Sultan billionaire sworn in as Malaysia’s new King

Sultan billionaire sworn in as Malaysia’s new King
Malaysian Prime Minister, Anwar Ibrahim (in white) speaking to new Malaysian King, Sultan Ibrahim Iskandar (in black) at the oath ceremony in the National Palace, Kuala Lumpur, Malaysia, by Mohd Rasfan, via AP, 31st January 2024


Nuno Daun

Southeast Asia & Pacific Team 

Global Human Rights Defence

Malaysia’s Monarchical System

After Malaysia gained independence from the British Empire in 1957, the heads of Malaysia’s nine royal families rotate the throne every five years. 

Malaysia has a parliamentary democratic system and a unique rotational monarchy, where the monarch acts as the head of state, as opposed to an elected President. However, the role of the head of state is largely ceremonial. Although, in recent years, due to political instability, the King played a larger role in the country’s political landscape, having picked the last three Prime Ministers, who are usually selected through an electoral system. Additionally, the monarch has the power to pardon people accused or convicted of crimes, and an act of contempt against the King is a crime punishable by law. 

The heads of the nine royal families are the Sultans of nine of Malaysia’s thirteen states.

The New King

The new King, the Sultan of the state of Johor, Sultan Ibrahim Iskandar was sworn in as the 17th King of Malaysia on the 31st of January.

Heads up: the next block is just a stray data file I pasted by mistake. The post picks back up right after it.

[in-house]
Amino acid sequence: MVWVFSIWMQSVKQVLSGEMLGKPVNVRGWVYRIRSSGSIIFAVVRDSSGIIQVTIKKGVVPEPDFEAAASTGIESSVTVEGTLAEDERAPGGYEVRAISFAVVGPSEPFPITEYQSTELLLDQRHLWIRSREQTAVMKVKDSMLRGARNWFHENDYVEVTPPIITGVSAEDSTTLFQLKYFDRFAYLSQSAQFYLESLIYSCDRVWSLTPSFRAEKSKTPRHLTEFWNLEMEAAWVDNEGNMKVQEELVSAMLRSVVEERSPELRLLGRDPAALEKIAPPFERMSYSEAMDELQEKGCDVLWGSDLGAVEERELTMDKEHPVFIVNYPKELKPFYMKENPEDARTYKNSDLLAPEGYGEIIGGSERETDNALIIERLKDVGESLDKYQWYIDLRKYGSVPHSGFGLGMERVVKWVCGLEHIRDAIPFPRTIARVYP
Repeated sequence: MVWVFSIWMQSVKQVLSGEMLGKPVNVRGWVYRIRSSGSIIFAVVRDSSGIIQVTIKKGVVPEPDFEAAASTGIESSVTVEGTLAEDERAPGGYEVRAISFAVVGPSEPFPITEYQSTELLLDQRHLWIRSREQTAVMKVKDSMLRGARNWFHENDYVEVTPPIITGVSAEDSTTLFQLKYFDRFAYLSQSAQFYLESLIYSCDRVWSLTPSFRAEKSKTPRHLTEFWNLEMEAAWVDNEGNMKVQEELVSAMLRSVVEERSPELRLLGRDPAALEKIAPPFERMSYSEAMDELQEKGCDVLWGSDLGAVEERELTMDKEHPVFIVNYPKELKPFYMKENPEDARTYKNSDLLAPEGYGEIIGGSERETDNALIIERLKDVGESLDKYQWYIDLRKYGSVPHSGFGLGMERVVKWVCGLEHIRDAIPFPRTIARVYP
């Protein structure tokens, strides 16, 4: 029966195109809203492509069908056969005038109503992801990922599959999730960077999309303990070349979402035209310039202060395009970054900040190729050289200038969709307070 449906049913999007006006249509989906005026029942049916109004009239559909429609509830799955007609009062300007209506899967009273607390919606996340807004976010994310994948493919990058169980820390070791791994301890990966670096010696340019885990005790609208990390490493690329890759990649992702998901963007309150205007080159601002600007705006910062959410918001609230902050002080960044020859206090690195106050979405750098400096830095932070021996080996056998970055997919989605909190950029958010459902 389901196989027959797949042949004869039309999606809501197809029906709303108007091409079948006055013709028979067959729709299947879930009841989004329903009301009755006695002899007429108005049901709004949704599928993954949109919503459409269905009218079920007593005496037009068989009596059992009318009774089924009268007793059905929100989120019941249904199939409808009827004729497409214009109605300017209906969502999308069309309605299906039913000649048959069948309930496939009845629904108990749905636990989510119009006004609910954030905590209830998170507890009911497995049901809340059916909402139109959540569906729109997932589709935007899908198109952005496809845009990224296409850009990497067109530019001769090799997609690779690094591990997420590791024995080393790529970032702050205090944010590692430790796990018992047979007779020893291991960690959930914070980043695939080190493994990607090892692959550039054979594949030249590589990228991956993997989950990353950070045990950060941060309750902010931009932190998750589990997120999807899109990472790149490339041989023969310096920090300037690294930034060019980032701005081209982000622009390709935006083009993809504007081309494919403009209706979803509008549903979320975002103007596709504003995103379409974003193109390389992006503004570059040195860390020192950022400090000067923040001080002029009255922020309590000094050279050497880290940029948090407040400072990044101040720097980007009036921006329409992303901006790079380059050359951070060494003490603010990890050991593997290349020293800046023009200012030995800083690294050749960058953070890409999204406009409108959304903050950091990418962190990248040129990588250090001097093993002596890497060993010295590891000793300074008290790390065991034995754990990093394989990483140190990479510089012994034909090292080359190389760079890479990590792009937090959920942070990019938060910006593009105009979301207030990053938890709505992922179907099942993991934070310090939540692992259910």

As Malaysia faces a crackdown on corruption, it seems likely that the new King will be called on to adjudicate which political party yields more power. Malaysia is still feeling the turmoil of its political instability, with the former Prime Minister, Najib Razak currently serving an 18-year prison sentence, after being convicted on corruption charges. 

Unlike some of the previous monarchs, Sultan Ibrahim Iskandar has been very vocal about his stances and intentions, as has even condemned the “Arabization” of Malay culture, and called for moderation in a country where there are many Chinese and Indian people who are not Muslim. Malaysia is a majority-Muslim nation. Moreover, the Sultan has previously expressed that he does not intend to be a “puppet king,” and does not wish to engage in “games with politicians.” 

The Sultan, one of the richest men in the country whose family is estimated to have a net worth of $5.7bn, seems to have a good relationship with the current Prime Minister, Anwar Ibrahim. Thus, moving closer to creating political stability, since the Sultan has previously talked against other parties opposing Ibrahim’s government. 

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